The published maps of Middle-earth by Christopher Tolkien drew on extensive drafts made by his father during the process of his writing. These drafts enable tracing the possible influence of the elder Tolkien’s training in map-reading during his time in the British Army during the First World War. The early maps drawn by J.R.R. Tolkien exhibit features, such as the use of hachures and contour lines to indicate elevation, and a focus on the accurate calculation of distances and movements, that were characteristic of military cartography. The maps then evolved into a more pictorial style, characteristic of contemporary literary maps, as they were prepared by Christopher for publication.
“Making or Creating Orcs” is a close reading of an Alternate University fan fiction, The Free Orcs AU, by Thorinsmut, which is based on the premise that Erebor was not attacked by Smaug and that some Orcs have fought and freed themselves from Sauron and have established a homeland in Gundabad. Working in the context of the scholarship on racist stereotypes relating to Tolkien’s Orcs, I argue that Thorinsmut is able to “write back” to colonial narratives (Baker) through the AU premise and the associated deletions and transformations of Tolkien’s characterizations, plot, setting, and themes in The Hobbit and The Lord of the Rings. The narrative focus on trade and political alliances between Dwarves and Orcs (and the removal of Elves and Men) transforms Tolkien’s plot from a quest to destroy Sauron’s Ring to a story about Dwarf and Orc relationships, personal and cultural, and the experiences of Orcs who were enslaved by Sauron and fought for their freedom.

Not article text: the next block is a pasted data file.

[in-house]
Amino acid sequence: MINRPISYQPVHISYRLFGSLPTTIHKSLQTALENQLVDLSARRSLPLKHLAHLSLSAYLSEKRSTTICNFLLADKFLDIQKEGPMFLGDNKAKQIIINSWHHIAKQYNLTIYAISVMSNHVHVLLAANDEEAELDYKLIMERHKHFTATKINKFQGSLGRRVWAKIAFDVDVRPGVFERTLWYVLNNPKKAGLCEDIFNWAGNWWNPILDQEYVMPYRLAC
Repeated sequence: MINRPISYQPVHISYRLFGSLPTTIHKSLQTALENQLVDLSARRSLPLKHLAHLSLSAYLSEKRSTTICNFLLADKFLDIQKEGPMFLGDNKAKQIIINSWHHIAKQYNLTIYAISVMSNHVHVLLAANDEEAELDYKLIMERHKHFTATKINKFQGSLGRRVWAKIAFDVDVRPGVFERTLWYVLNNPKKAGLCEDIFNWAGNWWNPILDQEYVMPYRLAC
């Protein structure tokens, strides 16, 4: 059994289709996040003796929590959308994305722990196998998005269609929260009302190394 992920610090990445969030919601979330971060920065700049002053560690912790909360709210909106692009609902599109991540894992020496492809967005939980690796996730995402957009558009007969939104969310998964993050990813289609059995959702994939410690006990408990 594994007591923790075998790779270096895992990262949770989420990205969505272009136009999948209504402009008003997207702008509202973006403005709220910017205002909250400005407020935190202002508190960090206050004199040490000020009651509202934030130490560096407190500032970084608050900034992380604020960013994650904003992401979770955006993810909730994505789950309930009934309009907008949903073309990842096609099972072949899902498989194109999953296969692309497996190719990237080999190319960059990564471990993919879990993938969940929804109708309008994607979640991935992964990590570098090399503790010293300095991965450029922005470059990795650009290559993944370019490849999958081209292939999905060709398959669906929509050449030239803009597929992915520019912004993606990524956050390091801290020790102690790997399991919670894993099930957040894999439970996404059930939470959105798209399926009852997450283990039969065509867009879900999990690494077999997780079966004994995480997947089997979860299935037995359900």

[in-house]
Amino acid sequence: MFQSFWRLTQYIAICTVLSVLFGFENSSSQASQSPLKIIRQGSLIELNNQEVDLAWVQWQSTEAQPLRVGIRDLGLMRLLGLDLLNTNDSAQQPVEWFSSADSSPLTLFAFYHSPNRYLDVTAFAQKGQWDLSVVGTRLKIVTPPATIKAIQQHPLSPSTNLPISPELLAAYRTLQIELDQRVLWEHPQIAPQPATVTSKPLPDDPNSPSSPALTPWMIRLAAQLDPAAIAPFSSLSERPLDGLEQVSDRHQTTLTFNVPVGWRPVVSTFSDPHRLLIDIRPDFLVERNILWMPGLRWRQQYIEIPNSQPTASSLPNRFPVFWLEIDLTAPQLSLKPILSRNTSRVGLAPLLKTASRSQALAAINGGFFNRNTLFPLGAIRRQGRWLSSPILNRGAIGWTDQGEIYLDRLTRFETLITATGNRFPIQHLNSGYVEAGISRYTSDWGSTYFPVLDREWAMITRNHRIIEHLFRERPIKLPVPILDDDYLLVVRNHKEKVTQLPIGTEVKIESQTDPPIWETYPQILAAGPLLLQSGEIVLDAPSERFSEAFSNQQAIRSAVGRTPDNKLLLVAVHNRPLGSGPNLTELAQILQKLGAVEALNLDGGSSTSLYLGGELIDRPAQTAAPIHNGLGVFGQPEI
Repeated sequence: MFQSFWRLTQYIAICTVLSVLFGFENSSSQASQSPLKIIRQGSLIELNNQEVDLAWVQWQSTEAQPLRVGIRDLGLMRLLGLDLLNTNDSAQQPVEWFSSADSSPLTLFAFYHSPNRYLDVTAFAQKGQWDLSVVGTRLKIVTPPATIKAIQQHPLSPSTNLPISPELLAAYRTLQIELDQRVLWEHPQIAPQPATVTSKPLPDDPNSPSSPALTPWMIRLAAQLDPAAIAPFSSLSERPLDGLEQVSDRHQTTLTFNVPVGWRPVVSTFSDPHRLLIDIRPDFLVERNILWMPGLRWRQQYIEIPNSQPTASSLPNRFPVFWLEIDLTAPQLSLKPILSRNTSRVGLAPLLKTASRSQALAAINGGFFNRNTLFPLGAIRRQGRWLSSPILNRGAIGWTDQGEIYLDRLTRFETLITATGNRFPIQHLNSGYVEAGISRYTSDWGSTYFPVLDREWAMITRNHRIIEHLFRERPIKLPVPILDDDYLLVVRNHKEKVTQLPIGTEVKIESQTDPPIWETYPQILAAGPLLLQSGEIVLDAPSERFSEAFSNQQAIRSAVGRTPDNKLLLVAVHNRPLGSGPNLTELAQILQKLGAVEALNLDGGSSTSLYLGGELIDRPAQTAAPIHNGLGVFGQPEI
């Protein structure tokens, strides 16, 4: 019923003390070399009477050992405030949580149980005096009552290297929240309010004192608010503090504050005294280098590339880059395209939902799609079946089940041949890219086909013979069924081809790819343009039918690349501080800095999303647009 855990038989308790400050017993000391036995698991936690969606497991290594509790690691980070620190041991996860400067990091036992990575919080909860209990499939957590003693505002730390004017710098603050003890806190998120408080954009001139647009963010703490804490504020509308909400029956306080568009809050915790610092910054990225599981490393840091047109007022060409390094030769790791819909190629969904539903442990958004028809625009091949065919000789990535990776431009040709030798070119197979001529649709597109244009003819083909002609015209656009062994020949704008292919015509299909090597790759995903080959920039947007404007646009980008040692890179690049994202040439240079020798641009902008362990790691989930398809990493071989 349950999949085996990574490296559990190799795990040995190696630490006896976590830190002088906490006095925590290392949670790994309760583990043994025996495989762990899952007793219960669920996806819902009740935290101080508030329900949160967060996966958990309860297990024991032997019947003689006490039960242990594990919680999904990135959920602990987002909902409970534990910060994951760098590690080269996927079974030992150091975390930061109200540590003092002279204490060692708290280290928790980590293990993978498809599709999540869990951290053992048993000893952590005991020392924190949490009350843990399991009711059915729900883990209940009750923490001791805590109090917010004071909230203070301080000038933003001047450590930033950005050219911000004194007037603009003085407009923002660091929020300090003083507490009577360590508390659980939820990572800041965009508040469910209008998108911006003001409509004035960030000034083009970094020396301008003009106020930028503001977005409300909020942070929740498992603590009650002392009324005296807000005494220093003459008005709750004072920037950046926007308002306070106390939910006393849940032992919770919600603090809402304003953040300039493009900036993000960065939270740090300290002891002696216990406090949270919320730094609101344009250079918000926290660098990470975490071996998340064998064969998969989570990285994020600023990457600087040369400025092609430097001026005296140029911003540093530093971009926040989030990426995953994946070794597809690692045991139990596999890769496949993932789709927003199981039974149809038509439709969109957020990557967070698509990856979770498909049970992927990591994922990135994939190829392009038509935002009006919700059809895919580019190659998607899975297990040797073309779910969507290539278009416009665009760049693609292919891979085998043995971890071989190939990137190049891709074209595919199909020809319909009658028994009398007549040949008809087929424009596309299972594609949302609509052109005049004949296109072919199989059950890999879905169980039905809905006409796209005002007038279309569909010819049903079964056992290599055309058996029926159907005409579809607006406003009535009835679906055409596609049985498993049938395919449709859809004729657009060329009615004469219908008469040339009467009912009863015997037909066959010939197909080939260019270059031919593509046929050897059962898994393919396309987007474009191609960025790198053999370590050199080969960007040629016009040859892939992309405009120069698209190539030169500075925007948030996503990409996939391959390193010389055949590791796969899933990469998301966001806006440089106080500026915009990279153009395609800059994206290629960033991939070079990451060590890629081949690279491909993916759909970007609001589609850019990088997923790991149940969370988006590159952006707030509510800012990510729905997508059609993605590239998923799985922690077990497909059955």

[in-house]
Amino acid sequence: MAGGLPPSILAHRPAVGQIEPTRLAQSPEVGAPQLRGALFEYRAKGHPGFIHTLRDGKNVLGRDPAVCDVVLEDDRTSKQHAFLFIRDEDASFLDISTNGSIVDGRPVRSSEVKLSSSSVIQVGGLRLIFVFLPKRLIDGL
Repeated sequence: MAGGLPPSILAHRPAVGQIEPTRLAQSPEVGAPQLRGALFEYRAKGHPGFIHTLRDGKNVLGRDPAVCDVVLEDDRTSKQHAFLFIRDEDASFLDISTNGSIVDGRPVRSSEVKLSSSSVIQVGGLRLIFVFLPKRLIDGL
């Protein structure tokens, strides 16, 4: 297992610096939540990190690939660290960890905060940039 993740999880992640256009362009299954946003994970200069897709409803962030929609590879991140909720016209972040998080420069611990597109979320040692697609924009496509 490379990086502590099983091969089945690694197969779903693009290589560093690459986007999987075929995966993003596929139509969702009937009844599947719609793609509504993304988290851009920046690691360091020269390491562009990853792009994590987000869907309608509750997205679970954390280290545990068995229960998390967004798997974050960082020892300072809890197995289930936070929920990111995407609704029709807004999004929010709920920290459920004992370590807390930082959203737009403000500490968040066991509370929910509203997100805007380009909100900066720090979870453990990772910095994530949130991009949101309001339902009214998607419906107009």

Tolkien deliberately left most of his Middle-earth cultures without any form of organized religion. However, the Dúnedain culture, which descends from Númenorean and Edain culture, is exceptional in this regard, characterized as monotheists with a religion dedicated to Eru Ilúvatar and marked, through both cultural and narrative similarities, as sharing a special relationship with him that echoes the covenantal relationship of Biblical Israel with God. These parallels are particularly visible in shared motifs of the Akallabêth and Exodus, the invocation of Ilúvatar in oaths, the Númenorean pilgrimage festivals, and the designation of the Meneltarma and Halifirien as sacred mountains in the order of Sinai and Zion.
Invited talk delivered to the Hobbit Society at the Honors College of the University of New Mexico on February 10, 2016, expanded from a keynote address delivered at Tolkien in Vermont on April 15, 2014.
In his legendarium, Tolkien presents four variants of what would be considered “classicism” in the Primary World: but the presence of all-but-immortal elves creates situations in which a classicizing devotion to ancient exemplars might not arise.